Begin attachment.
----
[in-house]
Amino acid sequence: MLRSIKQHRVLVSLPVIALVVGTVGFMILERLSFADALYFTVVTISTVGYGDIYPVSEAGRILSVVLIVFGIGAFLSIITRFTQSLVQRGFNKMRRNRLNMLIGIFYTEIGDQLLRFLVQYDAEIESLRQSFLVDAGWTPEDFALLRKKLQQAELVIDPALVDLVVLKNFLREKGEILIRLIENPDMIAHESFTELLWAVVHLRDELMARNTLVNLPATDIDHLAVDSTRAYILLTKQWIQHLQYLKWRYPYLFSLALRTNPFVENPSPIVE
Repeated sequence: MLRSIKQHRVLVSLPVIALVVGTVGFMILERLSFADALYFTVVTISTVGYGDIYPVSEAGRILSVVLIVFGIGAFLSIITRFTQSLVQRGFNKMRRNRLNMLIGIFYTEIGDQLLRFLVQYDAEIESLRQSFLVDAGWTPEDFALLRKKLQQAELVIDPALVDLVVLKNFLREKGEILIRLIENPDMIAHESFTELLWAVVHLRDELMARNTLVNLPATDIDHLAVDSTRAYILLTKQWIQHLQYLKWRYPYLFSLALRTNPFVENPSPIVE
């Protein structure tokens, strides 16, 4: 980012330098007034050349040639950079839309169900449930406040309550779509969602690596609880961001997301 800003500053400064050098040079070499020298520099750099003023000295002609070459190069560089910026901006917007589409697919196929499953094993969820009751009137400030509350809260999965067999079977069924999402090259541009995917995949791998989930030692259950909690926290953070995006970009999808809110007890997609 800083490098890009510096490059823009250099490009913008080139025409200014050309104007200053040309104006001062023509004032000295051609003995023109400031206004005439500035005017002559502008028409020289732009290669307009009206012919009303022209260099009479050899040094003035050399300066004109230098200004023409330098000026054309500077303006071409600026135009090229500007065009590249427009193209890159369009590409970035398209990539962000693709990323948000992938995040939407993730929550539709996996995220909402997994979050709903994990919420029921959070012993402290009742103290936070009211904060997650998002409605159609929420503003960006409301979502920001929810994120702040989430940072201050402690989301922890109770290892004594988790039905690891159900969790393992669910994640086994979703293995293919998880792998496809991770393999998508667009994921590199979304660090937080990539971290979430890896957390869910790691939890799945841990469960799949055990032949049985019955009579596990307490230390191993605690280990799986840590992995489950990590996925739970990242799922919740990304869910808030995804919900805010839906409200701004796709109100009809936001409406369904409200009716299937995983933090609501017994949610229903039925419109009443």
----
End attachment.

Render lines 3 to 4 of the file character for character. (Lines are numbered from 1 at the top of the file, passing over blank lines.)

Repeated sequence: MLRSIKQHRVLVSLPVIALVVGTVGFMILERLSFADALYFTVVTISTVGYGDIYPVSEAGRILSVVLIVFGIGAFLSIITRFTQSLVQRGFNKMRRNRLNMLIGIFYTEIGDQLLRFLVQYDAEIESLRQSFLVDAGWTPEDFALLRKKLQQAELVIDPALVDLVVLKNFLREKGEILIRLIENPDMIAHESFTELLWAVVHLRDELMARNTLVNLPATDIDHLAVDSTRAYILLTKQWIQHLQYLKWRYPYLFSLALRTNPFVENPSPIVE
């Protein structure tokens, strides 16, 4: 980012330098007034050349040639950079839309169900449930406040309550779509969602690596609880961001997301 800003500053400064050098040079070499020298520099750099003023000295002609070459190069560089910026901006917007589409697919196929499953094993969820009751009137400030509350809260999965067999079977069924999402090259541009995917995949791998989930030692259950909690926290953070995006970009999808809110007890997609 800083490098890009510096490059823009250099490009913008080139025409200014050309104007200053040309104006001062023509004032000295051609003995023109400031206004005439500035005017002559502008028409020289732009290669307009009206012919009303022209260099009479050899040094003035050399300066004109230098200004023409330098000026054309500077303006071409600026135009090229500007065009590249427009193209890159369009590409970035398209990539962000693709990323948000992938995040939407993730929550539709996996995220909402997994979050709903994990919420029921959070012993402290009742103290936070009211904060997650998002409605159609929420503003960006409301979502920001929810994120702040989430940072201050402690989301922890109770290892004594988790039905690891159900969790393992669910994640086994979703293995293919998880792998496809991770393999998508667009994921590199979304660090937080990539971290979430890896957390869910790691939890799945841990469960799949055990032949049985019955009579596990307490230390191993605690280990799986840590992995489950990590996925739970990242799922919740990304869910808030995804919900805010839906409200701004796709109100009809936001409406369904409200009716299937995983933090609501017994949610229903039925419109009443």